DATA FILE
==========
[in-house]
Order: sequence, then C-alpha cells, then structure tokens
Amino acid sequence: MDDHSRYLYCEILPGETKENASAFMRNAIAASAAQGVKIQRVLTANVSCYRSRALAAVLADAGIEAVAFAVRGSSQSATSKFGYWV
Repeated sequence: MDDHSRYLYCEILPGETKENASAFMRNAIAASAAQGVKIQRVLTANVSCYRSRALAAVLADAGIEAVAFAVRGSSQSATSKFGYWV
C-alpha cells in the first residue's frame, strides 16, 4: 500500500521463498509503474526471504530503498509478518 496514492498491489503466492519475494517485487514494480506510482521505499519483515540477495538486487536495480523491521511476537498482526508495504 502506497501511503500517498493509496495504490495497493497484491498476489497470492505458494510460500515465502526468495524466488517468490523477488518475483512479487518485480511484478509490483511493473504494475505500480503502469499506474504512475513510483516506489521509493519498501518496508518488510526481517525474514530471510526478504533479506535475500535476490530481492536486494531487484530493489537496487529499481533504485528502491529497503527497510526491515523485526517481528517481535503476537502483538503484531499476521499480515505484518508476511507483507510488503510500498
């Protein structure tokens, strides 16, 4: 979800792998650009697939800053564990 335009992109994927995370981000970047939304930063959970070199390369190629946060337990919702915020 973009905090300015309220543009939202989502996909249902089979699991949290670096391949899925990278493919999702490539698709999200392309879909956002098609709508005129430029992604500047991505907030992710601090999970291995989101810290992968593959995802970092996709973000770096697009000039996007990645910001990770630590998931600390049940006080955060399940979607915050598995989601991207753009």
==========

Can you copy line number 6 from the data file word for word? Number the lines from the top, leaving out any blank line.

């Protein structure tokens, strides 16, 4: 979800792998650009697939800053564990 335009992109994927995370981000970047939304930063959970070199390369190629946060337990919702915020 973009905090300015309220543009939202989502996909249902089979699991949290670096391949899925990278493919999702490539698709999200392309879909956002098609709508005129430029992604500047991505907030992710601090999970291995989101810290992968593959995802970092996709973000770096697009000039996007990645910001990770630590998931600390049940006080955060399940979607915050598995989601991207753009």